The 5 Best Accessory Exercises for the Low Bar SquatLegs | Strength Training 3 min Read
Nothing is going to build your low bar squat better than more low bar squats. That’s a given. But…
Everyone knows they should squat, but few know how to squat well.
Do you know why that is?
Because of bad instruction. Lots of bad instruction, and lots of bad cues from inexperienced lifters.
People that lifted weights in high school are the wrong people to learn from.
Chicken leg trainers at your gym are the wrong people to learn from.
Guys that can’t squat double their bodyweight are the wrong people to learn from.
People that use any of the following cues, again, are the wrong people to learn from.
This is my least favorite cue. People use this cue when trying to correct a common squat error: knees breaking before the hips.
Knees breaking before the hips happens when the knees begin to flex and travel forward before there is hip flexion and backward travel of the hips. This is bad, and the cause for most people’s knee pain.
But breaking the hips before the knees is also wrong. In a perfect squat the knees begin to flex, travel forward & out at the same time that the hips flex and travel backward.
This is the number one reason people squat poorly.
And it isn’t the cue itself, but what happens when your knees don’t go past your toes.
Let me explain.
In order for your body to descend there must be flexion in the hips, knee, and ankle to allow for a balanced, deep squat.
100% knee flexion? No problem. 100% hip flexion? No problem. But these two joints will only allow you to go so deep. The ankle must flex as well.
The ankle is the last piece of the puzzle and if you don’t push(or physically cannot push) your knees past your toes then your body will make up for it somewhere else: your spine. This is bad. This is very bad.
The knees should go past the toes, and the deeper you squat the further they must travel to maintain a neutral spine.
This term has all but lost meaning. We will define it as this: your hamstrings touching your calves.
True ass-to-grass is a very weak position to be in, and always results in lumbar flexion, or more commonly known as “butt-wink”.
It also puts stress on the knee and will almost certainly cause you pain.
This is too deep to squat, and there is no benefit over going just below parallel.
This refers to a 90 degree bend in the knee, or “parallel”.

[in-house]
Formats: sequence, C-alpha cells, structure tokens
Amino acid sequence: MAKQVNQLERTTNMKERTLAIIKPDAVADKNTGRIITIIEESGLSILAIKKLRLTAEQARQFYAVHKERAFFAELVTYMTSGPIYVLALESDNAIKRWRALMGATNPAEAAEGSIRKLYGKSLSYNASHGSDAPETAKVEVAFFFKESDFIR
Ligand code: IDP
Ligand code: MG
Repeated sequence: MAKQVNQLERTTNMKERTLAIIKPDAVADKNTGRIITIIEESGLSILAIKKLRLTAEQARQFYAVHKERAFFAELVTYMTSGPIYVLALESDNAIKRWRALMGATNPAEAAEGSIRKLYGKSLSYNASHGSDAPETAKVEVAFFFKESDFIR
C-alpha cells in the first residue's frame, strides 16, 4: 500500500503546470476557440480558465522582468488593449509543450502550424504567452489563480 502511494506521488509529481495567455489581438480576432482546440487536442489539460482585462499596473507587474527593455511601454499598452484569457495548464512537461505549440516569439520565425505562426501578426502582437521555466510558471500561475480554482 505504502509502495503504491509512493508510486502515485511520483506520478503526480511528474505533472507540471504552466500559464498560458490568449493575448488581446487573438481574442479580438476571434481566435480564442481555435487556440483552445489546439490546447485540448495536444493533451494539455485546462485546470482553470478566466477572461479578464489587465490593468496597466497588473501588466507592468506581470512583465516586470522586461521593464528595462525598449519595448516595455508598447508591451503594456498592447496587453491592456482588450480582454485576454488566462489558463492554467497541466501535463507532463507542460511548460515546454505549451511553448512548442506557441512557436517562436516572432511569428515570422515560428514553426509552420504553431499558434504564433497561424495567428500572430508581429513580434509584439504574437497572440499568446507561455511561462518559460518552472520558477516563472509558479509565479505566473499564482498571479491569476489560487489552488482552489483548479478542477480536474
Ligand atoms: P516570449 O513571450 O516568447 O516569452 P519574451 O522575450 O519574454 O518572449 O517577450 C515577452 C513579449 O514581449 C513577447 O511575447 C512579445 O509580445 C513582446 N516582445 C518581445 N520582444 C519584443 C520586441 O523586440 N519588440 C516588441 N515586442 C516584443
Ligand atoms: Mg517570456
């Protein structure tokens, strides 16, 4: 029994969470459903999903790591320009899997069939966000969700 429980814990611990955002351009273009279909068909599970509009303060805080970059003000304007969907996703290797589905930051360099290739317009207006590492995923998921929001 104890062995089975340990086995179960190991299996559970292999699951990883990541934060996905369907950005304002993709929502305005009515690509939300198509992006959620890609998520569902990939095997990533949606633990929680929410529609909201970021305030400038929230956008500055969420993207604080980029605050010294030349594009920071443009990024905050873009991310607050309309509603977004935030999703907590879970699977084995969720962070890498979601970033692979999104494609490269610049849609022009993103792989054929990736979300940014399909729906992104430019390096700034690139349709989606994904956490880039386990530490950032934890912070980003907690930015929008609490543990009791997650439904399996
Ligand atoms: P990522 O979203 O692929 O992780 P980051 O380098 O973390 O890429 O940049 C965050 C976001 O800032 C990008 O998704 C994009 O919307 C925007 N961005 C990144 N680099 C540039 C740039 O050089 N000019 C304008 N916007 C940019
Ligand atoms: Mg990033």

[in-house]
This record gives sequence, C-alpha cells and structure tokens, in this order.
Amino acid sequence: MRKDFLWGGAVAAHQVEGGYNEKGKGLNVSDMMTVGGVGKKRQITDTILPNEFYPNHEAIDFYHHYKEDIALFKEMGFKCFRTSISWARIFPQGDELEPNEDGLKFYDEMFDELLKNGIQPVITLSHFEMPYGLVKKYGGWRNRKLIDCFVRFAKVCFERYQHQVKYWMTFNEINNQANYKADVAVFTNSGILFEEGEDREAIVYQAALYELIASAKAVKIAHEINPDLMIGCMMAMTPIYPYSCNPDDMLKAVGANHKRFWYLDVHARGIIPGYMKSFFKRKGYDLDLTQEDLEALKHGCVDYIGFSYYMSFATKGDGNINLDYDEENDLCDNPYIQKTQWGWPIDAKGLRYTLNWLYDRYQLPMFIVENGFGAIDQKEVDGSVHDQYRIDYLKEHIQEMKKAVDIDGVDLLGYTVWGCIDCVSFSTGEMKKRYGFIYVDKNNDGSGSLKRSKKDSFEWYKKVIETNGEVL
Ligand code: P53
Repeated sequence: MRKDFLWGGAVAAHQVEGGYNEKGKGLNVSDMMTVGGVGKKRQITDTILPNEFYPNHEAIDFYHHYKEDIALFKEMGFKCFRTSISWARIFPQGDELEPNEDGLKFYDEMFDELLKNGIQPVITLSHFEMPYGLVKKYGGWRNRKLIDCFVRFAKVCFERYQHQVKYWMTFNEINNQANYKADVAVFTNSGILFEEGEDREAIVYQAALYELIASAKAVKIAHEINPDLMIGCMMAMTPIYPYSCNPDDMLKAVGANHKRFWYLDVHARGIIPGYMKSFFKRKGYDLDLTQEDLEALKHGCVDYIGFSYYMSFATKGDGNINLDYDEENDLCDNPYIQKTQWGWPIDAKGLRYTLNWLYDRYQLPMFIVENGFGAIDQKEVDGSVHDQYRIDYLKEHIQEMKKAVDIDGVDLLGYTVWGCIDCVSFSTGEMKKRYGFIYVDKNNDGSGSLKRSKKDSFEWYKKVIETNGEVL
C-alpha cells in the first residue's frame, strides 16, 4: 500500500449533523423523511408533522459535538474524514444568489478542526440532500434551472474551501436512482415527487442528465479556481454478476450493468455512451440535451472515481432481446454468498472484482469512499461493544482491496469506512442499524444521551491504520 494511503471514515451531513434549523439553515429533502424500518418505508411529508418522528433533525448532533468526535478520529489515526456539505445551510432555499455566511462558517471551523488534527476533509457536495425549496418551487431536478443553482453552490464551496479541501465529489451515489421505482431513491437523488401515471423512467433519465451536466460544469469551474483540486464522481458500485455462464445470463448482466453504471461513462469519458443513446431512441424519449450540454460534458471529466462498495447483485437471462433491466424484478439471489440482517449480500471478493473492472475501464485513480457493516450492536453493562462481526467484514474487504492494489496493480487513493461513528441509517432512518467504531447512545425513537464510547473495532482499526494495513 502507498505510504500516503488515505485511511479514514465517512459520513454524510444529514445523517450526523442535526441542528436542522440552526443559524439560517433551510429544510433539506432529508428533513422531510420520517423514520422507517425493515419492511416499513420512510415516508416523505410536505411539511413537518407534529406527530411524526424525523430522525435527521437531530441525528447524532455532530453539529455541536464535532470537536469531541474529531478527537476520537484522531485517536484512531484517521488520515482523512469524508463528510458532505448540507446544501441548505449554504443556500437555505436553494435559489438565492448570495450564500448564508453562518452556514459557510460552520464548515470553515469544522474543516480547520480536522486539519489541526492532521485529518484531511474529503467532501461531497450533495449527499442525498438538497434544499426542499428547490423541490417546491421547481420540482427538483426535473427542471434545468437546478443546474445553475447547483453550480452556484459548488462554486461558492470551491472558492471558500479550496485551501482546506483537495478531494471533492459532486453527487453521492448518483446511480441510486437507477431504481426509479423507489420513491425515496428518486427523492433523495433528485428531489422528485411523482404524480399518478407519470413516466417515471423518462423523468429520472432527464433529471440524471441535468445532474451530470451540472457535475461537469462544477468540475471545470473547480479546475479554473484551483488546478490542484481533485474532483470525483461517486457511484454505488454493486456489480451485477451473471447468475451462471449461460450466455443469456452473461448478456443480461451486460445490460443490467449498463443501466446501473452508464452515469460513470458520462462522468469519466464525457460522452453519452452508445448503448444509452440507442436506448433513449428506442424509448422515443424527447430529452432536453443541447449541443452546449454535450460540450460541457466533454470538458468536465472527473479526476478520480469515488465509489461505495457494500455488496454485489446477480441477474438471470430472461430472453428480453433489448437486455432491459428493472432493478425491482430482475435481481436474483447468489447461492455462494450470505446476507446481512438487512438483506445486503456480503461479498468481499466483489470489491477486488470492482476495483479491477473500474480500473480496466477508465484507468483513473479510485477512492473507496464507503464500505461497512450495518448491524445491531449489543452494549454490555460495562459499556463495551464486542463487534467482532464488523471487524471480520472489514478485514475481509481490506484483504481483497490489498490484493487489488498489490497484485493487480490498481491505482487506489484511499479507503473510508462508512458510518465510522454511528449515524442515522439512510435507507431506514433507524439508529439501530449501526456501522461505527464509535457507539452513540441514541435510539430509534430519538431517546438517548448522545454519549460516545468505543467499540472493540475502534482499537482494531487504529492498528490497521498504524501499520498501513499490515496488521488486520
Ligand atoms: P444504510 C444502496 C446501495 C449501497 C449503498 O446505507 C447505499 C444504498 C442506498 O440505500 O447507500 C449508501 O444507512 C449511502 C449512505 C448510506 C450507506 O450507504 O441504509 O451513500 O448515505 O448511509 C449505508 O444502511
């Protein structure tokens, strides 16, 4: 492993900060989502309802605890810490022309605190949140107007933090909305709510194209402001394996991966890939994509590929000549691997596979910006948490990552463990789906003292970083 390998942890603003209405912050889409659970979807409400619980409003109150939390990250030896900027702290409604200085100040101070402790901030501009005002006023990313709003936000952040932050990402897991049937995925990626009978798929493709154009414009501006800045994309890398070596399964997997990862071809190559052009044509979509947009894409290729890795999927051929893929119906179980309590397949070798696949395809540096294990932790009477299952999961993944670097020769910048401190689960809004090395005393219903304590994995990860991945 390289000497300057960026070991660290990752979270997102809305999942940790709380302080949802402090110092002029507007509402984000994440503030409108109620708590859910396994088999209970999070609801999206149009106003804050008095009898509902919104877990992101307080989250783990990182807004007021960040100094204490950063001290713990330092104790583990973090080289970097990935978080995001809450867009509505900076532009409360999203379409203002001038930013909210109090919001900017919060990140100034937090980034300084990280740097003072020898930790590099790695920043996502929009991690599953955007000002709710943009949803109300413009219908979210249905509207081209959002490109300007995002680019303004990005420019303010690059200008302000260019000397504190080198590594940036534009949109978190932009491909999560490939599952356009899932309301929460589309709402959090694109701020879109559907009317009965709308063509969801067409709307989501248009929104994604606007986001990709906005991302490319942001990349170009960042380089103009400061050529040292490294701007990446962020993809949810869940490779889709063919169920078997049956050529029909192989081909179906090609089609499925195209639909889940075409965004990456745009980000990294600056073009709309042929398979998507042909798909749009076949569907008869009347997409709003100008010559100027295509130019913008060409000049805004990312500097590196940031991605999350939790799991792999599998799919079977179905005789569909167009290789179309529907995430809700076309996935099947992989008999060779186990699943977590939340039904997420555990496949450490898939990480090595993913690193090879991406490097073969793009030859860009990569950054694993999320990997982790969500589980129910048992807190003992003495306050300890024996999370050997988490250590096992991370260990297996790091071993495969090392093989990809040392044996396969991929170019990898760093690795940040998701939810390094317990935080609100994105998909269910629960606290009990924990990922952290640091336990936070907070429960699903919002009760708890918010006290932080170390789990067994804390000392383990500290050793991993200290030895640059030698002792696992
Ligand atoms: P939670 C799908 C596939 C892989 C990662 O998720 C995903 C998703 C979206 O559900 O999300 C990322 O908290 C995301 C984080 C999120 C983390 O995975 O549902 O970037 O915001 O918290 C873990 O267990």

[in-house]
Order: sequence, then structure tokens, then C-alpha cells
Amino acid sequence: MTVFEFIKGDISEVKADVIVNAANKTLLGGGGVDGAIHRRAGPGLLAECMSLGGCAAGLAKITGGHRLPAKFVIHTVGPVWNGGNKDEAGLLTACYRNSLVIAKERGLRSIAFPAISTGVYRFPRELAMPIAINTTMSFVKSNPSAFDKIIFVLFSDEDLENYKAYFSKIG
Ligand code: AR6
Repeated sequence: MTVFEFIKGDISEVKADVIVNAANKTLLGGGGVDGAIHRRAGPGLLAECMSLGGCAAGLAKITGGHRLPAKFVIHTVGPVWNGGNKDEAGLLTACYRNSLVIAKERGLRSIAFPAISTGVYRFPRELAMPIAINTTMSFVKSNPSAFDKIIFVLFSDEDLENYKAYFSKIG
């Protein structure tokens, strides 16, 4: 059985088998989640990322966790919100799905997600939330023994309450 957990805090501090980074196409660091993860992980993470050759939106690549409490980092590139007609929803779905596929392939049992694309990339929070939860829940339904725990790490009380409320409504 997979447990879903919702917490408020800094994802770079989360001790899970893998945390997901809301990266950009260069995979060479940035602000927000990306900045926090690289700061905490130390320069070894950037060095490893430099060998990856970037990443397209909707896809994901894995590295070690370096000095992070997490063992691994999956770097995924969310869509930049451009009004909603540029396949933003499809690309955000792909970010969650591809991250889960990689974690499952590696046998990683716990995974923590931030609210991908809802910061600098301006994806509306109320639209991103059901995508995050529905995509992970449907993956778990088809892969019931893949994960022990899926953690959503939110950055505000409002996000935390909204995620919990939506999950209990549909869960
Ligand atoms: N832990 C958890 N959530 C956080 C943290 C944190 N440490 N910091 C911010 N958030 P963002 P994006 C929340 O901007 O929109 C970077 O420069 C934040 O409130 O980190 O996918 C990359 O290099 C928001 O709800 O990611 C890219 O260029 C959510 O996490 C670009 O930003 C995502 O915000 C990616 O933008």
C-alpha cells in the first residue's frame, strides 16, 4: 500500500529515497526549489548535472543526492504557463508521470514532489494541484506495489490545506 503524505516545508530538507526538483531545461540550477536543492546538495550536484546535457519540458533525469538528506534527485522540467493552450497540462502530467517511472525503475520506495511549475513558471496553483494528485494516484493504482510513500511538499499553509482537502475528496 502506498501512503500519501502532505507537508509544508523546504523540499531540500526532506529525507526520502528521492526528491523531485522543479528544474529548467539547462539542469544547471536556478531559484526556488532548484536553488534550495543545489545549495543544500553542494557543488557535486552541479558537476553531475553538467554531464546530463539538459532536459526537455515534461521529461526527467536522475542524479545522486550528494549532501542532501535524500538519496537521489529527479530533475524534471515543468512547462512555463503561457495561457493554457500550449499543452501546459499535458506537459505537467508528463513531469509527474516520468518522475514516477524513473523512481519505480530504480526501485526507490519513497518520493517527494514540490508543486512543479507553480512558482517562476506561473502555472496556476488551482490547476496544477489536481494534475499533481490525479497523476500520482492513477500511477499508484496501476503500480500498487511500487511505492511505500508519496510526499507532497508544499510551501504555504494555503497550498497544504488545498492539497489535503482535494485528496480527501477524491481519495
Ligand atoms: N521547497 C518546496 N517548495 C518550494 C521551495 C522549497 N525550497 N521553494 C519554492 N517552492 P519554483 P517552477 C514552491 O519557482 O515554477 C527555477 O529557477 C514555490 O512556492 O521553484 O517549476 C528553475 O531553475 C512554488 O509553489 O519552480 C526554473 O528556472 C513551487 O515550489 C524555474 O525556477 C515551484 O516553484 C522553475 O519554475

We will define parallel as the depth you reach when the top of your knee cap is parallel to your hip crease.
This depth is deep enough for most people, and will build mighty thighs capable of squatting 500lbs.
Sometimes, though, you need to go deeper.
Front squats, high-bar squats, and overhead squats are all squat versions that should go deeper.
This cue is popular with Mark Rippetoe, the author of Starting Strength. This guy is knowledgeable, experienced, and wrote a great book.
So I can’t understand how he got this wrong.
While most people’s squat is missing hip drive Mr. Rippetoe takes it too far. The squat he coaches ends up looking like a good morning and not a squat.
This pattern will only encourage leaving the bar behind as the hips come up, instead of the entire body rising as a unit.
This is the famous football squat cue.
Step into any high school weight room and you will see teenagers craning their necks during the squat.
This cue is supposed to prevent the chest from falling which leads to the athlete losing balance and falling forward.
But a good squat keeps the neck straight instead of arched back, and good squat mechanics keep the athlete from falling over, not a neck bent like a horseshoe.
This cue comes from Kelly Starrett, mobility guru, author of The Supple Leopard, and owner of www.mobilitywod.com
Like Mark Rippetoe, Kelly is an expert. He is a physical therapist and travels the world working with athletes.
But he got this one wrong. No professional lifter squats with their feet parallel and for good reason–the natural mechanics of the squat turn the feet out to align with the femurs.
The idea is that squatting with the feet parallel and driving the knees out has hard as possible adds stability to the ligaments of the knee.
Sure there may be some truth to that, but this is not the strongest position to squat, and turning the toes out is stable enough for the knee.
Aim for ~30 degrees of outward turn of the toes and be sure to align your femurs with your feet. (see our video on best stance for the low bar squat)